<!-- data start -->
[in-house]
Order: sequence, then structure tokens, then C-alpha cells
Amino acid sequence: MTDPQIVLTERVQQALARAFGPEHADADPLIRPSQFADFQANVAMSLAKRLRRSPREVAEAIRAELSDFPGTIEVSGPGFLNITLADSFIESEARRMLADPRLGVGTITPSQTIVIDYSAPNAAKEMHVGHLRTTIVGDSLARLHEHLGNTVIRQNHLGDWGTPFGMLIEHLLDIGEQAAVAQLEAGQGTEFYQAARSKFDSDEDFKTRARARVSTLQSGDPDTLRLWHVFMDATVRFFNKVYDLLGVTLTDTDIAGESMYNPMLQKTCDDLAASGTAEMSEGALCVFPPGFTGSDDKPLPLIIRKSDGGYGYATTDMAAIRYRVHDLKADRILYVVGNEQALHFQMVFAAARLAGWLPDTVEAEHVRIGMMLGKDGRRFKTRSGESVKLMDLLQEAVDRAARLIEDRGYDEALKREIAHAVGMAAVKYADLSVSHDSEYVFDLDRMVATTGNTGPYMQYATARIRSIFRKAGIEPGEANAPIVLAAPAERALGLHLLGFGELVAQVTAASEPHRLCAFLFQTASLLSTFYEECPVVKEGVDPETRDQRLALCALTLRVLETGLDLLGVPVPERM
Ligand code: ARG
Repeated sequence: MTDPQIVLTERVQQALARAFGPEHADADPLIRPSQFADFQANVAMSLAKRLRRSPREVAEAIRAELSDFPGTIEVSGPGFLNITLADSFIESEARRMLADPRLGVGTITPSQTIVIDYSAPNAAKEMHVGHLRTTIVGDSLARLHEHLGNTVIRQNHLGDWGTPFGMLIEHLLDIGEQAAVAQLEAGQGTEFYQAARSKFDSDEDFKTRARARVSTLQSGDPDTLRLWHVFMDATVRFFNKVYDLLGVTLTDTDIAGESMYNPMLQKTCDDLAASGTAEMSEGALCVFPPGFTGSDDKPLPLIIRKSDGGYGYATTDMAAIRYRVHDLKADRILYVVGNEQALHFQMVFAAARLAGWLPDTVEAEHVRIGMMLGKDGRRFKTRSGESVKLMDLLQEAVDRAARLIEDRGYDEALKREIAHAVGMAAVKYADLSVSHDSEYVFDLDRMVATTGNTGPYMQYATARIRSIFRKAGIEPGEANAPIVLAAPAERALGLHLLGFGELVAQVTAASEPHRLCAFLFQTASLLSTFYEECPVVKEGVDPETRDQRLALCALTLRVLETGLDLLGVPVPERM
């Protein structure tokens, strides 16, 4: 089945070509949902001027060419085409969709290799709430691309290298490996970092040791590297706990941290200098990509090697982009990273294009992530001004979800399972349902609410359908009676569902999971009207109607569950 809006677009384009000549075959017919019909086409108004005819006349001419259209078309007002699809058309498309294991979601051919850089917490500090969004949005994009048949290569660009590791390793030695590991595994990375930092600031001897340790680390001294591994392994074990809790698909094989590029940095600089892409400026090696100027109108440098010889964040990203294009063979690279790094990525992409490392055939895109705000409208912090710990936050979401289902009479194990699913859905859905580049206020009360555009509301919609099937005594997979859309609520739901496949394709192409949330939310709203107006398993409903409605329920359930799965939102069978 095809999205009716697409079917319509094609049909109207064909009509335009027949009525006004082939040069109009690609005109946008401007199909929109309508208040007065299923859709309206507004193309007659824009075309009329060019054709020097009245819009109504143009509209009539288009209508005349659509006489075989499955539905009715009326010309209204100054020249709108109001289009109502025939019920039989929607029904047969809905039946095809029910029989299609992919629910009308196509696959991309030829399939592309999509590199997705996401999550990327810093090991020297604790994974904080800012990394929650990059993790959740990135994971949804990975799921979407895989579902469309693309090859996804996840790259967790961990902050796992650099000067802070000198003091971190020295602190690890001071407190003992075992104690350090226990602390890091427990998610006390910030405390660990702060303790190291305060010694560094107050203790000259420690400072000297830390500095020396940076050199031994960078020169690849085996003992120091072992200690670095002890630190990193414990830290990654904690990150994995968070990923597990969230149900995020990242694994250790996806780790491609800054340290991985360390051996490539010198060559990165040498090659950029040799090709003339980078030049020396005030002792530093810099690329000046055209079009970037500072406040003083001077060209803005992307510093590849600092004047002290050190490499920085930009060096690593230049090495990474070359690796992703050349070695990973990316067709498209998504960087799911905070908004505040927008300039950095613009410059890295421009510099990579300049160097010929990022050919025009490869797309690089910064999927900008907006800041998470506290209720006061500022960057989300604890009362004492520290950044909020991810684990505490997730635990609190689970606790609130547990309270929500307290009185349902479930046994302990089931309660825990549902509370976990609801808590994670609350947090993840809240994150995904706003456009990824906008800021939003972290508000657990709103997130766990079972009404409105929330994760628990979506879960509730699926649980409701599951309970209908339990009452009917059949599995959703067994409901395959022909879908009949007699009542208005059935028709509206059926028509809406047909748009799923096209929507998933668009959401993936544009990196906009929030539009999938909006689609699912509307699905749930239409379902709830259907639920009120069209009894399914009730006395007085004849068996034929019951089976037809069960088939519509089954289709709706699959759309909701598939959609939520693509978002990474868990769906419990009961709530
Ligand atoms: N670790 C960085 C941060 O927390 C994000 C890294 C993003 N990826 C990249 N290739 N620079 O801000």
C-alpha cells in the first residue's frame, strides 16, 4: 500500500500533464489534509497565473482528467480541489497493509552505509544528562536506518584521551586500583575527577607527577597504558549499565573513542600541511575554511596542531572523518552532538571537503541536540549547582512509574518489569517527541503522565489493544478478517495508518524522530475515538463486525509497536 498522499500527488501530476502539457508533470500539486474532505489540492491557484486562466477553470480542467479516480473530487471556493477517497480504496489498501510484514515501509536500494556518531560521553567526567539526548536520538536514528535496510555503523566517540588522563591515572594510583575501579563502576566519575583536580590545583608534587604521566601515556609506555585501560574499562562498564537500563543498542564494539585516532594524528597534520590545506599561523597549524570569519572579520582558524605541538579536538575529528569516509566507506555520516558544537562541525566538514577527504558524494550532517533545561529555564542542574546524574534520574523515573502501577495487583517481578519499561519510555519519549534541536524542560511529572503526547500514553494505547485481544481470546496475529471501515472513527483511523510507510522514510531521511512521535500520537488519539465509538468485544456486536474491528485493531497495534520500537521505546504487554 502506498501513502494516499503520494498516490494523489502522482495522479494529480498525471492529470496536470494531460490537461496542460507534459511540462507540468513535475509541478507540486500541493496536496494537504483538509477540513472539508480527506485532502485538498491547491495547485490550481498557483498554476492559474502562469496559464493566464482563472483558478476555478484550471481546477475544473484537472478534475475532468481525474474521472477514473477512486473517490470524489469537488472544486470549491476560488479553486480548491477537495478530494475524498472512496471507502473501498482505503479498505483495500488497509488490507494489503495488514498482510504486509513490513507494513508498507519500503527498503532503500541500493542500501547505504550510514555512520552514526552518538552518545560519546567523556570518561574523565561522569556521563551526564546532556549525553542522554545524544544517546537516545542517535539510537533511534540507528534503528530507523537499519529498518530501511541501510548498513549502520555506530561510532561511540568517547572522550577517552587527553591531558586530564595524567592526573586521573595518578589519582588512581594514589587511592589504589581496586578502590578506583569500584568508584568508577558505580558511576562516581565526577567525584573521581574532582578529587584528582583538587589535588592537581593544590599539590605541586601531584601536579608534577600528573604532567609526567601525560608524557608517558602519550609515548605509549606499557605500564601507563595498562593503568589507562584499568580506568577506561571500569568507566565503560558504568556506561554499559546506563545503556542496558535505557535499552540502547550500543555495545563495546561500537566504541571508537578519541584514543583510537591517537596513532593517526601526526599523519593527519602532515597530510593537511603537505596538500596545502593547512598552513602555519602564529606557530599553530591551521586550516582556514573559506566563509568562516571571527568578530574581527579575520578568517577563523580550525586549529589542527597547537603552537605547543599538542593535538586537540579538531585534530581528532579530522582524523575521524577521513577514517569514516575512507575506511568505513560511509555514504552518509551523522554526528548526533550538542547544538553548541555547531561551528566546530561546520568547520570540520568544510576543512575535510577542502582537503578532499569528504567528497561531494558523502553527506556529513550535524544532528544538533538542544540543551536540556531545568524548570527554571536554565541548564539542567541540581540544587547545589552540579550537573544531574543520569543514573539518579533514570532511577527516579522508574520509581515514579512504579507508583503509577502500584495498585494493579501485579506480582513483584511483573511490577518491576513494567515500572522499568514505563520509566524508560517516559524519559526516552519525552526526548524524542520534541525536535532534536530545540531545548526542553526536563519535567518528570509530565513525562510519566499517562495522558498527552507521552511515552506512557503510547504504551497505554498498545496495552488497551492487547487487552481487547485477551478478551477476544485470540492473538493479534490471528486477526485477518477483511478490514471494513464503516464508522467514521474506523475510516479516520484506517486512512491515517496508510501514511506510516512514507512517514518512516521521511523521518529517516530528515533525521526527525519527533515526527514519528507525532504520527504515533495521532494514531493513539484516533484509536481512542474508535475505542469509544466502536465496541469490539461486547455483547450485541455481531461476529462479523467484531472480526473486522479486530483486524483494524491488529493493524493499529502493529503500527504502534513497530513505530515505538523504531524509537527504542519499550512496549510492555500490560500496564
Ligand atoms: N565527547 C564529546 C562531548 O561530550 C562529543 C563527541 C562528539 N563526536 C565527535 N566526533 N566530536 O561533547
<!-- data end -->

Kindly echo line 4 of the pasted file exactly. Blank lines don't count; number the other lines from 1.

Ligand code: ARG